Finally, if a patient is ready for discharge, reassess them again and determine if there are any further tests, scripts, or referrals required before they leave. Try to prepare these forms yourself as much as possible in order to maximize efficiency and save your staff time. Also check in with their nurses and see if they have any thoughts or concerns about the patient. Use their experience to guide you; they will have a good sense of how things are run in the department. 

After the Shift

The end of a shift is when your evaluation and feedback will occur. Most (if not all) EM rotations make use of daily evaluation forms, since you are often working with many different preceptors throughout your rotation. Try to fill out your daily evaluation form throughout the shift with information such as: the patients you saw, the procedures you did, the interpretive skills you worked on, and any mid-shift feedback you were provided. Filling it out as you go will save your attending physician time at the end of a shift, and leave more time for feedback! When it finally comes time for your end of shift evaluation, you can bring up any feedback you were given and offer a reflection on how you adjusted your behaviour for subsequent cases. This shows that you’re interested in improving and are ‘coachable’ – a key trait that residency programs are looking for.

Final Thoughts

Hopefully the tips and tricks outlined in this post will help you to manage your time more effectively throughout your EM rotation, and will mean more patient encounters for both you and your preceptor. As a result, your staff will be in a better position to stay on top of the patient load coming into the ED, and they will also have more time to teach you and provide you feedback. Win-win for everyone!

This post was copyedited and posted by Megan Chu.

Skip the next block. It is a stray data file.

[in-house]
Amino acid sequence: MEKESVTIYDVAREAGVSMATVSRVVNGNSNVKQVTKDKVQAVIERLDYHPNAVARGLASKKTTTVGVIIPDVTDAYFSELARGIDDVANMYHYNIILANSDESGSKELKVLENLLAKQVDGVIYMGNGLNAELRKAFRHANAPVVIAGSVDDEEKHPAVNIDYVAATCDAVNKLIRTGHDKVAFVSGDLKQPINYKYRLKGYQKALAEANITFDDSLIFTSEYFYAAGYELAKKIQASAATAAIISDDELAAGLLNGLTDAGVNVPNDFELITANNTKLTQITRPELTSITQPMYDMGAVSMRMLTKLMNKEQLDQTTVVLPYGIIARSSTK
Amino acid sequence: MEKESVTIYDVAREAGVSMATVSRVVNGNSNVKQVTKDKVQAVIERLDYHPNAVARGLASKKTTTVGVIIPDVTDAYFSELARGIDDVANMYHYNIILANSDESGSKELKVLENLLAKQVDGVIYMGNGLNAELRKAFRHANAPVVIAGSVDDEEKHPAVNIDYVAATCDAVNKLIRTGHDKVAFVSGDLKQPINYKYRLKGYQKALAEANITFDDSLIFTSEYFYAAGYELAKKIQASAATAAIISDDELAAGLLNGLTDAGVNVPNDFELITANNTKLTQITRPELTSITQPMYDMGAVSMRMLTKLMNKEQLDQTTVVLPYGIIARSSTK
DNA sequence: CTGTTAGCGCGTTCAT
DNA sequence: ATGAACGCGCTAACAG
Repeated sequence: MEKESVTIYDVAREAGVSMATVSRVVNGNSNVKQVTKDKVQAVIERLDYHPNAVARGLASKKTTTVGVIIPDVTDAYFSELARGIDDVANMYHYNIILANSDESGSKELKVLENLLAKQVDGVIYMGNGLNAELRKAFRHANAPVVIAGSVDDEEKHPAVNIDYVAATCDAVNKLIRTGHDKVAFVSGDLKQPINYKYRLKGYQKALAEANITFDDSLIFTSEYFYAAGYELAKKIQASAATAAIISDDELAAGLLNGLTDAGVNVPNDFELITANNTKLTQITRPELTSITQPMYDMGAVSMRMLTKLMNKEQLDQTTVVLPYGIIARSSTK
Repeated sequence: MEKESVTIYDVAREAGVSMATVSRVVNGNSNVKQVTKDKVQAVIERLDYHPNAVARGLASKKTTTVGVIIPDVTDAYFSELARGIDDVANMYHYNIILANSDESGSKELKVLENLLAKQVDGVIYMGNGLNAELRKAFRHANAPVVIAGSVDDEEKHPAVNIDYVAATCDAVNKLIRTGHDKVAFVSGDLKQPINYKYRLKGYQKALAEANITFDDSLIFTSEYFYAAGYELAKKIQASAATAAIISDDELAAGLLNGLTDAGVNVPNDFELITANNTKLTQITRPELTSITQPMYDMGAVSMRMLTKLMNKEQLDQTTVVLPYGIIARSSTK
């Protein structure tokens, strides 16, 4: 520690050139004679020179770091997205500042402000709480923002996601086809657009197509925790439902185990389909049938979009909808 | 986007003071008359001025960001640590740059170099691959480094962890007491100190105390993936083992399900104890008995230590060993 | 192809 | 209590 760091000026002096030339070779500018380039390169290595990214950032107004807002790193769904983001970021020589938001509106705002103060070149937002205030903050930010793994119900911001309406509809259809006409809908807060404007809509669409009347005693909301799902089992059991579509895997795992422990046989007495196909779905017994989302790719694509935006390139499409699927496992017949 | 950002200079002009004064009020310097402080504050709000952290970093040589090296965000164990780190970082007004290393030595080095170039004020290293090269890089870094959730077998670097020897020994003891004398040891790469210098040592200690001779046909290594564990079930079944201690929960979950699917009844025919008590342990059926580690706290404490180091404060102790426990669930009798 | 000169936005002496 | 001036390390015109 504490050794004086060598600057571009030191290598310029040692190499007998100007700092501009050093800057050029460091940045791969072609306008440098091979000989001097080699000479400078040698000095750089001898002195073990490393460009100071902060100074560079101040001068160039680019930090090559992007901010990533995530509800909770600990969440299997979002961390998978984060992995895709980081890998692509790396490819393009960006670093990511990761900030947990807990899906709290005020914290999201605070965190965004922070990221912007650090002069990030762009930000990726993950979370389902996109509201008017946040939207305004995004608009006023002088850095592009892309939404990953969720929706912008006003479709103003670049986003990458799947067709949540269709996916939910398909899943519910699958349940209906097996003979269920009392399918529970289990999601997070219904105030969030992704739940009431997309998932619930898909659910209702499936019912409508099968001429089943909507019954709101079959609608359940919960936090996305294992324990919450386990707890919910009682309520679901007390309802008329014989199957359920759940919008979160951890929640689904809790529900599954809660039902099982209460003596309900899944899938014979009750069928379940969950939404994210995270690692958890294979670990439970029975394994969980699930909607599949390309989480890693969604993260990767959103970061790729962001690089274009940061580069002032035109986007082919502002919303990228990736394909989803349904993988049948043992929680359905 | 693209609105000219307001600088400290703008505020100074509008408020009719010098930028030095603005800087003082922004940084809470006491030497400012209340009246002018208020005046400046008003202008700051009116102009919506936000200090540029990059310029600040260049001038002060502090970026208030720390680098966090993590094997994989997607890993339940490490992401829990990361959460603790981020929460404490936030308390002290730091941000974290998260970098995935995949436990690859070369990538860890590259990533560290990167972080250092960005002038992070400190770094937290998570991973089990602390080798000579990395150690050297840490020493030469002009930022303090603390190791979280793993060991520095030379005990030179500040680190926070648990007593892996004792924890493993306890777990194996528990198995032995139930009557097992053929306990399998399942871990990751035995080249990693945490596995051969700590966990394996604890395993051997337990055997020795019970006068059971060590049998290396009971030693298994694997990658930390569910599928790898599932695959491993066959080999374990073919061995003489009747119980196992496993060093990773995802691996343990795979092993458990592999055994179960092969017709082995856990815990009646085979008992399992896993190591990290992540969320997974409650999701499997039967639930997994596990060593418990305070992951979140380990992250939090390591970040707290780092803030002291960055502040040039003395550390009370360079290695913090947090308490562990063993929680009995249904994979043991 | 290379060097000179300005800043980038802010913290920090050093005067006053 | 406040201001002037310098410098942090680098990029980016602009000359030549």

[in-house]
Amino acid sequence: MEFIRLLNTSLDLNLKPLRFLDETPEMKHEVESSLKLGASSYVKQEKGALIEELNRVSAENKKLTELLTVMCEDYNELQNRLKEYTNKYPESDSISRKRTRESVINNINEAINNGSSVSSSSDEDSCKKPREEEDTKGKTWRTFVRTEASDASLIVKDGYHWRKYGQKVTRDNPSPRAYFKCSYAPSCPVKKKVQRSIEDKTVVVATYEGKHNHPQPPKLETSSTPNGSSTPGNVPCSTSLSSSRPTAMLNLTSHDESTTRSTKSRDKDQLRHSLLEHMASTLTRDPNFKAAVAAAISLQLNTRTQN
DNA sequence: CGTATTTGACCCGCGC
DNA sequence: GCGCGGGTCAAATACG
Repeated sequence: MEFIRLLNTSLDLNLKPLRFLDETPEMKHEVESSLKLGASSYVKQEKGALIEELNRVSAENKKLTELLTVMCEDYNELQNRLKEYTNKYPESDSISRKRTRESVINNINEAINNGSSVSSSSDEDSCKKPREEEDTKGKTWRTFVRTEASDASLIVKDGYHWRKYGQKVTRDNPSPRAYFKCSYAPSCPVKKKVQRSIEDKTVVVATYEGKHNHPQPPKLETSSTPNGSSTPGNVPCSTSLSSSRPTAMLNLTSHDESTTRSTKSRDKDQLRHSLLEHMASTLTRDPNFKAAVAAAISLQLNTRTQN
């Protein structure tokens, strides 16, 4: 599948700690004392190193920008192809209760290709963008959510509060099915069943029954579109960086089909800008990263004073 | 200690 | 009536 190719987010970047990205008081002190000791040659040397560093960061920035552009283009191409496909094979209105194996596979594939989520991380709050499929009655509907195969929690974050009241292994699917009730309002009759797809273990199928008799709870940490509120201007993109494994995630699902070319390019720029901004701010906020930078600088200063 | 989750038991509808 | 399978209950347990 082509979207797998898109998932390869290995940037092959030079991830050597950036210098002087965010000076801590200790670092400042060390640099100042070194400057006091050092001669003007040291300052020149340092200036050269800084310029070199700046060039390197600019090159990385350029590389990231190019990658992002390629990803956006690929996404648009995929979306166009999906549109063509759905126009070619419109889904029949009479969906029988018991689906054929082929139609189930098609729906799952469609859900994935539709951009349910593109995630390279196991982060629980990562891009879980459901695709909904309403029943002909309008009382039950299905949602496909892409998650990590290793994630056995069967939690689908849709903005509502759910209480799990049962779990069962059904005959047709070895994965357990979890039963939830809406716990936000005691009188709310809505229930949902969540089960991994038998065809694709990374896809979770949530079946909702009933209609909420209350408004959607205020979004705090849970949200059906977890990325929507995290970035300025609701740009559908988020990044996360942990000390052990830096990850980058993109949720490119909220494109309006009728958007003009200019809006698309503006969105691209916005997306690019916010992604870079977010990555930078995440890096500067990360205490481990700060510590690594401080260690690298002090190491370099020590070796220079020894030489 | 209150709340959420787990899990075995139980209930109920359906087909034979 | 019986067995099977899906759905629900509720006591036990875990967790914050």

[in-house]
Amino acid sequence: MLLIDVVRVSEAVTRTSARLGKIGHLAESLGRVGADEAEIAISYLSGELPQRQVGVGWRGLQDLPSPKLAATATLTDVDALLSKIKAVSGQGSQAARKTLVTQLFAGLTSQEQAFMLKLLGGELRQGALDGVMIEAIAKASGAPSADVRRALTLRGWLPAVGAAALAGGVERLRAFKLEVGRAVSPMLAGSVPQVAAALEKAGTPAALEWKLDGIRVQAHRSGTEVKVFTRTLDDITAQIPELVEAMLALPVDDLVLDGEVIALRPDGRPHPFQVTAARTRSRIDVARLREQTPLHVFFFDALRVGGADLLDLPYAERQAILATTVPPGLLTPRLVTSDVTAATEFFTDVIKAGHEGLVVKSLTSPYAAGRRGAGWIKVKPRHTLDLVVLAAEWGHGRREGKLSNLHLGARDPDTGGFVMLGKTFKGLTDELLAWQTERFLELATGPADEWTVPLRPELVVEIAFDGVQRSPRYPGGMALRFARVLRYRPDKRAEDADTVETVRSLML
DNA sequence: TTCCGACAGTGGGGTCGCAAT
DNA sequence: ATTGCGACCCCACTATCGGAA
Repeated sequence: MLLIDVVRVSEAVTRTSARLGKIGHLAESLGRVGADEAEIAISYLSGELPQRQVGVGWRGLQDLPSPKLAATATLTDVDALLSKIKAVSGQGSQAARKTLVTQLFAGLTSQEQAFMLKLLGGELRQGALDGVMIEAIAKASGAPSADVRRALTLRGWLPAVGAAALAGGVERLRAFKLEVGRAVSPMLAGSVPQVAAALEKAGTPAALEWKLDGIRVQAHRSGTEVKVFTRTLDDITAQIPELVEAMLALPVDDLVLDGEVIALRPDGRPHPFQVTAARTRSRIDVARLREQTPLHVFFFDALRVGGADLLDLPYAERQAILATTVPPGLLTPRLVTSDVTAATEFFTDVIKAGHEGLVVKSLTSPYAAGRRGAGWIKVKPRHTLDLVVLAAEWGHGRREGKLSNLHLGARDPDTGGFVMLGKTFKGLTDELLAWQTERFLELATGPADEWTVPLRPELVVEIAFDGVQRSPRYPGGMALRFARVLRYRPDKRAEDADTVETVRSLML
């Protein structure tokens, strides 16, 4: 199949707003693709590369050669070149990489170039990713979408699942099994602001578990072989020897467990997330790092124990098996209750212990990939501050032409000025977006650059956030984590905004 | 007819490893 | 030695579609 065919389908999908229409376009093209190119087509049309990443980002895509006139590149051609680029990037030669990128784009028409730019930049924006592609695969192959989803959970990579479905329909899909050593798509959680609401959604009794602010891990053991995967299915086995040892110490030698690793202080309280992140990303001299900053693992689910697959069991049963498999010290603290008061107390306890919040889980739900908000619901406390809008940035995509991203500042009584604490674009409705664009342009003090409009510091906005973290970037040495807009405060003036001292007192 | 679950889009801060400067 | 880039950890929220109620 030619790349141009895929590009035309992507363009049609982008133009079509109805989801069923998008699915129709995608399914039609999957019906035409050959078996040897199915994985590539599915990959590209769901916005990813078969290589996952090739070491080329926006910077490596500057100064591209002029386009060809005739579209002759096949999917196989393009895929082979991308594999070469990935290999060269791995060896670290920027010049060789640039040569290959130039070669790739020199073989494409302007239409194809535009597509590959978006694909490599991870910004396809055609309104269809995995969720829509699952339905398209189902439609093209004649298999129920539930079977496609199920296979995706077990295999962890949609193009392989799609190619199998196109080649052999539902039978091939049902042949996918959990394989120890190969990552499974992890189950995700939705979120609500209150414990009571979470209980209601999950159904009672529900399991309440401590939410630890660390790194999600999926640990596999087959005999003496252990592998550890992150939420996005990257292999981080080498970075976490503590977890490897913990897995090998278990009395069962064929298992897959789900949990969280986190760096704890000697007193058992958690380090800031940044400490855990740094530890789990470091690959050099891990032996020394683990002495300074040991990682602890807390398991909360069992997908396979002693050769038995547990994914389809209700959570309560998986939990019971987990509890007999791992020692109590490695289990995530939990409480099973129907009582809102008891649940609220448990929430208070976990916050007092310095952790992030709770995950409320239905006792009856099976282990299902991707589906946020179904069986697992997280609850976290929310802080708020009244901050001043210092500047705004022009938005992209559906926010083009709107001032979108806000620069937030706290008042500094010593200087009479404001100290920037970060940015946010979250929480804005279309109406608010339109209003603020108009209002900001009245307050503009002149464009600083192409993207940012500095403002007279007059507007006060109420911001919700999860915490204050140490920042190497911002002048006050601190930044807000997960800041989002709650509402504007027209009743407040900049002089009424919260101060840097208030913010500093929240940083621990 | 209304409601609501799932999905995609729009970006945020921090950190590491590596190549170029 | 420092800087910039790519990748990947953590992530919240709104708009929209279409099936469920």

Reviewing with the Staff

Managing time is a constant life goal that many of us struggle with even years into being staff. Especially when you\'re transitioning (into clerkship, residency or even into practice) it\'s extra challenging because of the added pressures of how things work in your particular ED. It\'s also essential to work/life balance. If you\'re always stuck at work 2-3 hrs after your shift it really increases your cognitive drain. To set yourself up for success, break your shifts into thirds.

First third, set expectations with your staff, let them know your learning objectives then see as many patients as possible, keep track of learning points as you go, ask for feedback after each patient and pick 1-2 things you\'ll adjust for the next patients.

Next third, get your shift goal or EPA done (be sure to integrate the feedback you received before). Then reassess your patients and at the end of this block make sure you eat something. Get feedback on your adjustments and try and wrap up any remaining questions or learning objectives. If you haven\'t had a chance to chat/see/do this is the time to remind your staff. This is also a good time for any just-in-time resource review you may need to do for your remaining patients.

In the last third, ask before you pick up patients (your staff will likely steer you towards \"one touch\" patients), try and disposition your ongoing patients and make sure you do your evaluation early in this block so it\'s not something you\'re both stuck waiting around for. Then you can both get out on time and enjoy life outside of the ER!

Alim Nagji
Alim Nagji is an ER staff at Joseph Brant (JBH) & St. Joseph Healthcare Hamilton. He is the Director of Emergency Medicine Clerkship for McMaster University and the Director of Simulation Learning and the Clinical Teaching Unit for JBH. He has interests in medical education, simulation and global health. Send him your favourite meme on twitter @alimnagji
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Rob Woods
Rob is an emergency physician and STARS Transport Doc located in Saskatoon, Saskatchewan. He founded the Royal College emergency medicine residency program at the University of Saskatchewan (USask) and currently serves as Program Director. He has also recently founded the Clinician Educator Diploma AFC program at USask.
Rob Woods
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Julia Heighton

Julia Heighton

Julia Heighton is a second year medical student at the University of Calgary with an interest in emergency medicine and FOAMed. When she’s not busy with school, she spends the majority of her free time playing intramural volleyball and hiking in the Rockies.
Julia Heighton